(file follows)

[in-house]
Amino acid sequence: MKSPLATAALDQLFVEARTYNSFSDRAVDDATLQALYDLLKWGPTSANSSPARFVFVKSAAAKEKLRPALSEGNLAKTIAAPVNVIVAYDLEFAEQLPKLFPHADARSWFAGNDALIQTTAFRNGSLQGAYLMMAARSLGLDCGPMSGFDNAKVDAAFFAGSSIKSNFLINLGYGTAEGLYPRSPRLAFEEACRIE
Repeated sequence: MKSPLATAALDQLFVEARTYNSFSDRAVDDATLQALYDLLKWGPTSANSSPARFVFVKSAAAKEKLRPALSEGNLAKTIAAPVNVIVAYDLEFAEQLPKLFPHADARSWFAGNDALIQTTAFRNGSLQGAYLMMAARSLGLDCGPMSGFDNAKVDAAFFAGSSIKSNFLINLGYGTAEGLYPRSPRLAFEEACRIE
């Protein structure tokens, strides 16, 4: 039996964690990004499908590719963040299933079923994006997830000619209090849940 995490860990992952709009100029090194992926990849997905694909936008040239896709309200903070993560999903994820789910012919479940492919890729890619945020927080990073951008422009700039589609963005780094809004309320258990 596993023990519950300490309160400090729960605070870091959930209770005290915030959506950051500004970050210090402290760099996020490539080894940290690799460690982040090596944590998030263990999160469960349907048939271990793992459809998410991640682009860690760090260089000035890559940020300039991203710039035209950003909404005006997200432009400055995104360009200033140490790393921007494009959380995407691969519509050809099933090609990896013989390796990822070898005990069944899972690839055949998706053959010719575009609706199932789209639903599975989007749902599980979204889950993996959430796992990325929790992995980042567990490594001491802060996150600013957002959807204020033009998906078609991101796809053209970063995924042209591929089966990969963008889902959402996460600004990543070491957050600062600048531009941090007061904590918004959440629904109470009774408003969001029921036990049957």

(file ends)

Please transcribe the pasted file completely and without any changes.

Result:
[in-house]
Amino acid sequence: MKSPLATAALDQLFVEARTYNSFSDRAVDDATLQALYDLLKWGPTSANSSPARFVFVKSAAAKEKLRPALSEGNLAKTIAAPVNVIVAYDLEFAEQLPKLFPHADARSWFAGNDALIQTTAFRNGSLQGAYLMMAARSLGLDCGPMSGFDNAKVDAAFFAGSSIKSNFLINLGYGTAEGLYPRSPRLAFEEACRIE
Repeated sequence: MKSPLATAALDQLFVEARTYNSFSDRAVDDATLQALYDLLKWGPTSANSSPARFVFVKSAAAKEKLRPALSEGNLAKTIAAPVNVIVAYDLEFAEQLPKLFPHADARSWFAGNDALIQTTAFRNGSLQGAYLMMAARSLGLDCGPMSGFDNAKVDAAFFAGSSIKSNFLINLGYGTAEGLYPRSPRLAFEEACRIE
């Protein structure tokens, strides 16, 4: 039996964690990004499908590719963040299933079923994006997830000619209090849940 995490860990992952709009100029090194992926990849997905694909936008040239896709309200903070993560999903994820789910012919479940492919890729890619945020927080990073951008422009700039589609963005780094809004309320258990 596993023990519950300490309160400090729960605070870091959930209770005290915030959506950051500004970050210090402290760099996020490539080894940290690799460690982040090596944590998030263990999160469960349907048939271990793992459809998410991640682009860690760090260089000035890559940020300039991203710039035209950003909404005006997200432009400055995104360009200033140490790393921007494009959380995407691969519509050809099933090609990896013989390796990822070898005990069944899972690839055949998706053959010719575009609706199932789209639903599975989007749902599980979204889950993996959430796992990325929790992995980042567990490594001491802060996150600013957002959807204020033009998906078609991101796809053209970063995924042209591929089966990969963008889902959402996460600004990543070491957050600062600048531009941090007061904590918004959440629904109470009774408003969001029921036990049957």